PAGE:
Totally, Isaac. Because the truth is, what’s the strategy? What do you want? I want to make money. How do I make money? You know, how do I make money? What kind of funds do I have to be able to build what I want to build? Should I start small and scale up? Or can I do a big bang approach and just hit it there?
And then the second part is your customer experience strategy, which will be designed to be able to align with what your business strategy is. Do you know what your brand attributes are?
And then what’s your market strategy? Are you hitting at a local level? Are you going to play at a national level? Are you going to play on an African level or international level?
It just depends on how you want to be able to do this.
I have some startup experience myself, and we’ve seen the pressure of looking good and declaring big numbers on LinkedIn. I’ve seen businesses miss this important aspect of growth: getting the strategy right. So you’re saying get the strategy right first? And then focus on what your customers want. And then you are on the way to deploying a new world-class gaming experience?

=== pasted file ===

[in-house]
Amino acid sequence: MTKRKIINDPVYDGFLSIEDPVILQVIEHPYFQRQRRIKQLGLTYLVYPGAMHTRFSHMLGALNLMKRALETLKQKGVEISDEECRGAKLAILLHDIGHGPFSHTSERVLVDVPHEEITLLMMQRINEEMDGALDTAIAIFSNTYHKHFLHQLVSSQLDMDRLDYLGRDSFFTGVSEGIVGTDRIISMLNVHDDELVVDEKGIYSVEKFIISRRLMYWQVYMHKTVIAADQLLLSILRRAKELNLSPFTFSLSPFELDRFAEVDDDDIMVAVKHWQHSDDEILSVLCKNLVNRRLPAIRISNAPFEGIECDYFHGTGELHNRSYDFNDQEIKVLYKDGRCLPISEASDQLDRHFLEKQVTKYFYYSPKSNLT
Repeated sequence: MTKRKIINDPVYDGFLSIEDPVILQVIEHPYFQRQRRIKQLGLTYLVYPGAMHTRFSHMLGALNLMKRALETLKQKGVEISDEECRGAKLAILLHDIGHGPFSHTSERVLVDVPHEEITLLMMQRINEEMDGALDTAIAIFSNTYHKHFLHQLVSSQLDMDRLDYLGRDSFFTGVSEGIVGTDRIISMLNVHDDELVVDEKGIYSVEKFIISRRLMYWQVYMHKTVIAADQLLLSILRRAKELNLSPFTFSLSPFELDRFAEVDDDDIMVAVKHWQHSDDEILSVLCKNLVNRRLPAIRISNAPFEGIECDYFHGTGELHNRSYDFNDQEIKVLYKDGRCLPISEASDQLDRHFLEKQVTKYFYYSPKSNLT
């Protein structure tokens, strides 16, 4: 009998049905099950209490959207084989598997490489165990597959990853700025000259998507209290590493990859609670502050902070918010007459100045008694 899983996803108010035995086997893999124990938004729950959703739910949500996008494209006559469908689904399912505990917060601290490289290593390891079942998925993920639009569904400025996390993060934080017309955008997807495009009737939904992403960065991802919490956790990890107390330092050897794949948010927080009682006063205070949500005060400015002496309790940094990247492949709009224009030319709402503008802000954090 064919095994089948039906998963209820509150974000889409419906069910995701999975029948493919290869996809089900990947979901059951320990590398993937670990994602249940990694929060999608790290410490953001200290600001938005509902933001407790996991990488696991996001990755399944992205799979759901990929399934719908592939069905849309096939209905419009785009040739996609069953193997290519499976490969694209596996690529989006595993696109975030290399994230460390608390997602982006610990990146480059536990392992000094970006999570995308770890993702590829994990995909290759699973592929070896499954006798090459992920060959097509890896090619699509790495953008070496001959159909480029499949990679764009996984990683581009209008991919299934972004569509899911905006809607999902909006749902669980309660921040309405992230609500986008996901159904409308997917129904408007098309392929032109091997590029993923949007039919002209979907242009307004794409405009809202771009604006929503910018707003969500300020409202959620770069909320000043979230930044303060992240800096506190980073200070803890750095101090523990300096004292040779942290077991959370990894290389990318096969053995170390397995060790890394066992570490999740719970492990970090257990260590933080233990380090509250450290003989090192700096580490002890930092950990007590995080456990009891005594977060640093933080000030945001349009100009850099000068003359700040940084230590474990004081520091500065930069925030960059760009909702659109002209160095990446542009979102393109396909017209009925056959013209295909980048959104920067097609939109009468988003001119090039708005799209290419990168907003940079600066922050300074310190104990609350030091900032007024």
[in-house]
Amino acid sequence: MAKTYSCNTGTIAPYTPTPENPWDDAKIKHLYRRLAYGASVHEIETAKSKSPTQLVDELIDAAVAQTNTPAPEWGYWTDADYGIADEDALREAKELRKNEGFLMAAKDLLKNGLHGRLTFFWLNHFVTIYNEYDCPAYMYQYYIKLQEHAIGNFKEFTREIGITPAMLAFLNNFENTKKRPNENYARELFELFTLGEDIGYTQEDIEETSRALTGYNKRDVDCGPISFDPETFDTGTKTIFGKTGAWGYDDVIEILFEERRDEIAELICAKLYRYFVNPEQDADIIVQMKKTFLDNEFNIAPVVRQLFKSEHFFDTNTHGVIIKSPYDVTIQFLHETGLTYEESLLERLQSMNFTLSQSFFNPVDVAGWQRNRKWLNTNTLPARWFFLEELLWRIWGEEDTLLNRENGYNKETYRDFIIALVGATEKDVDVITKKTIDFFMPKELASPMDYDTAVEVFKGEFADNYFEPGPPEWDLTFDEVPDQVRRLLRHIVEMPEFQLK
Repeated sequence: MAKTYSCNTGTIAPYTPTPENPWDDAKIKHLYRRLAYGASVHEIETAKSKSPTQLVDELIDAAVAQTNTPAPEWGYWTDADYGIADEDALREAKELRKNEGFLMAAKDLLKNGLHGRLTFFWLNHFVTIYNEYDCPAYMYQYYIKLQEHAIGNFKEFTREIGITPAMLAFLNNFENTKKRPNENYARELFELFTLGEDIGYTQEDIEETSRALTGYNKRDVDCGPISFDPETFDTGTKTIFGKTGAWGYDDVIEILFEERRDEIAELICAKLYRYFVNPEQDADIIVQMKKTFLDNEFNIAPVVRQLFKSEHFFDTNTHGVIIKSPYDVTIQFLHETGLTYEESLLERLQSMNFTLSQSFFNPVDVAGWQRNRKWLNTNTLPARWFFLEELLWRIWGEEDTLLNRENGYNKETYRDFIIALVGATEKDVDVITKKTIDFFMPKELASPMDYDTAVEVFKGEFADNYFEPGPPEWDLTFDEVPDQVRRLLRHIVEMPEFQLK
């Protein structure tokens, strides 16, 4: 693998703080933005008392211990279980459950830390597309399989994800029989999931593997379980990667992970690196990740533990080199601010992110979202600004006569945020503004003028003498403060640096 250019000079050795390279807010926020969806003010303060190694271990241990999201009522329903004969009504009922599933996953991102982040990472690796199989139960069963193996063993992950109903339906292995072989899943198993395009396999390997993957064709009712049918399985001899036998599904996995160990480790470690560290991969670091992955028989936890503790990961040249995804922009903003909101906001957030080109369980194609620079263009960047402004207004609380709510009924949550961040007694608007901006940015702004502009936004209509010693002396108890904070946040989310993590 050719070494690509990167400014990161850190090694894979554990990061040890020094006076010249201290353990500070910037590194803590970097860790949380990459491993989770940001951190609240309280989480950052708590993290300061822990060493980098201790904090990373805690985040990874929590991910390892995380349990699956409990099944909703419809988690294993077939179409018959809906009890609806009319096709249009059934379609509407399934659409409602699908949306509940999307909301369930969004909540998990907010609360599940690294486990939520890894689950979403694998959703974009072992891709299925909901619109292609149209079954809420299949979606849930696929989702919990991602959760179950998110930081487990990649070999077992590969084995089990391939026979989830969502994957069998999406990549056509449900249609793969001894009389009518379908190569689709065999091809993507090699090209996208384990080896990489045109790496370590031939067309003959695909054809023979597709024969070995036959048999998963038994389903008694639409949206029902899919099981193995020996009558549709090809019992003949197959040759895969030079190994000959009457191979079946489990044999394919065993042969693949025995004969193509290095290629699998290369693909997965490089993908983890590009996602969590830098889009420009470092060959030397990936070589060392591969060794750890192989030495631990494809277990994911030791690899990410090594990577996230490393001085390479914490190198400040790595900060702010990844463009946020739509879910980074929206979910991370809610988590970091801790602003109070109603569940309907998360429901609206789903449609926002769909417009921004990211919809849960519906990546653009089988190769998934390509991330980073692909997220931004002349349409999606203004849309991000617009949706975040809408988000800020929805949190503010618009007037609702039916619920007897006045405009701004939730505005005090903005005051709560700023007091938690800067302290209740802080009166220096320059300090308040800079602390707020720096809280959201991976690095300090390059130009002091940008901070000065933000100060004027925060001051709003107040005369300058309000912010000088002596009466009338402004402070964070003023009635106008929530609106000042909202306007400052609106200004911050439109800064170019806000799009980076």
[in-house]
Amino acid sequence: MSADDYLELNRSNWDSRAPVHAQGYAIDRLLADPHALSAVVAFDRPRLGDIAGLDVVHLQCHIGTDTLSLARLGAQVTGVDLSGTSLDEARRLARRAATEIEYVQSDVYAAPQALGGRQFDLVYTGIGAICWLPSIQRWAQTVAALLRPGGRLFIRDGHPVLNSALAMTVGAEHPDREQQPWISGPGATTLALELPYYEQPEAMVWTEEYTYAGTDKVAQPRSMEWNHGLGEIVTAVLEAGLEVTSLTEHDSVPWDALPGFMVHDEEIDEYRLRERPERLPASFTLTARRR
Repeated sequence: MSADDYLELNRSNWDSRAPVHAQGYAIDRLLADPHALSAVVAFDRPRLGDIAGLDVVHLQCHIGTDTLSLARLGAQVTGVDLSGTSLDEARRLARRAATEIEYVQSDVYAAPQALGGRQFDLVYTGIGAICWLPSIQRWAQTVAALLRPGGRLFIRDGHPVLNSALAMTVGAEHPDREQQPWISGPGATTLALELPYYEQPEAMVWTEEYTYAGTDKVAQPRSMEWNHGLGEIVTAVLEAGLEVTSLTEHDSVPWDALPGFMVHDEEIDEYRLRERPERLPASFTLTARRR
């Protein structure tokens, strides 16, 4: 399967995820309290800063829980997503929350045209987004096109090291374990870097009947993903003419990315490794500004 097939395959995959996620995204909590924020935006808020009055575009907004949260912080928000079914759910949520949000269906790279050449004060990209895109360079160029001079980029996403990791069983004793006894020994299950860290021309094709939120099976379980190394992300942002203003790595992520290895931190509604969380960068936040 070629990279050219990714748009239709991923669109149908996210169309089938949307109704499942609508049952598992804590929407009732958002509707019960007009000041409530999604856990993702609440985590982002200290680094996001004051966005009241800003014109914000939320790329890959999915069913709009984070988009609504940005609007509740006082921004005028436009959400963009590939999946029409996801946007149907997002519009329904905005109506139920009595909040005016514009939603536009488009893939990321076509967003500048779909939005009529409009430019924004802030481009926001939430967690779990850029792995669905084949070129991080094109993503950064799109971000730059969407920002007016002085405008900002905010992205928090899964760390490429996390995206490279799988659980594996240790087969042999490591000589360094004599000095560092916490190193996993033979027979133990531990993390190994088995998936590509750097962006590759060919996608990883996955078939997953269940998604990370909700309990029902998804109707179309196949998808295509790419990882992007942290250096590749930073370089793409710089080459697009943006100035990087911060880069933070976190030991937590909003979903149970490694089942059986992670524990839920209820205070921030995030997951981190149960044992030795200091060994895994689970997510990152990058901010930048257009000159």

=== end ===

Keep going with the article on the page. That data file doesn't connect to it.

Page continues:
Yes. And if I want to expand, I can scale up based on my successes, based on my knowledge based on the skills I’ve acquired, and the rest. I can decide to scale up now or not because I’m beginning to understand the market better. So that’s, that’s my approach to it.
So you say no pressure to scale. Attend to your customers, make them happy and grow from there.
They say the world is a global village. I would say a social network has made it not just a global, not a village, and it is almost at a street level. Your business is outside.
One little mistake, and you’re canceled. Having the right customer experience strategy is one of the most crucial things or one of the most crucial aspects that businesses need to focus on. I know you would say there is no silver bullet. I understand I need to focus on strategy and understand that I need to focus on what my customers want. But aside from that, do you think we’re missing anything else? What else would you say is important to creating that entire strategy?